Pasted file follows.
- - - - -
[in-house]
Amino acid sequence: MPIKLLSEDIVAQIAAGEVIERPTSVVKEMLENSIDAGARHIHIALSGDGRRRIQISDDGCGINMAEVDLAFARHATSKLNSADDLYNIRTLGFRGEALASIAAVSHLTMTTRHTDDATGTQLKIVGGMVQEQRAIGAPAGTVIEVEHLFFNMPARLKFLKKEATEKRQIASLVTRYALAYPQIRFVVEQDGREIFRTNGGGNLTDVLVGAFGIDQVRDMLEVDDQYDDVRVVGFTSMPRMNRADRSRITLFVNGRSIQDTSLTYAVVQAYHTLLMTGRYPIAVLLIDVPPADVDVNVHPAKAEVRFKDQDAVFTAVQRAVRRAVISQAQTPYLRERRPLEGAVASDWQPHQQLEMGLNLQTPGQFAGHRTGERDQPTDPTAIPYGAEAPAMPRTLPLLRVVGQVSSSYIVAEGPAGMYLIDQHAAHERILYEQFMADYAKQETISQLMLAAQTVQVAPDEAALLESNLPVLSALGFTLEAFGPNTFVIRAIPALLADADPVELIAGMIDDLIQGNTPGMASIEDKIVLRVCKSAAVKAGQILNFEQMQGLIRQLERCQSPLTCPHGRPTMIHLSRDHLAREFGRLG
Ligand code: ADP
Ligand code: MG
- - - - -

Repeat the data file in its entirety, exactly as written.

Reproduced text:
[in-house]
Amino acid sequence: MPIKLLSEDIVAQIAAGEVIERPTSVVKEMLENSIDAGARHIHIALSGDGRRRIQISDDGCGINMAEVDLAFARHATSKLNSADDLYNIRTLGFRGEALASIAAVSHLTMTTRHTDDATGTQLKIVGGMVQEQRAIGAPAGTVIEVEHLFFNMPARLKFLKKEATEKRQIASLVTRYALAYPQIRFVVEQDGREIFRTNGGGNLTDVLVGAFGIDQVRDMLEVDDQYDDVRVVGFTSMPRMNRADRSRITLFVNGRSIQDTSLTYAVVQAYHTLLMTGRYPIAVLLIDVPPADVDVNVHPAKAEVRFKDQDAVFTAVQRAVRRAVISQAQTPYLRERRPLEGAVASDWQPHQQLEMGLNLQTPGQFAGHRTGERDQPTDPTAIPYGAEAPAMPRTLPLLRVVGQVSSSYIVAEGPAGMYLIDQHAAHERILYEQFMADYAKQETISQLMLAAQTVQVAPDEAALLESNLPVLSALGFTLEAFGPNTFVIRAIPALLADADPVELIAGMIDDLIQGNTPGMASIEDKIVLRVCKSAAVKAGQILNFEQMQGLIRQLERCQSPLTCPHGRPTMIHLSRDHLAREFGRLG
Ligand code: ADP
Ligand code: MG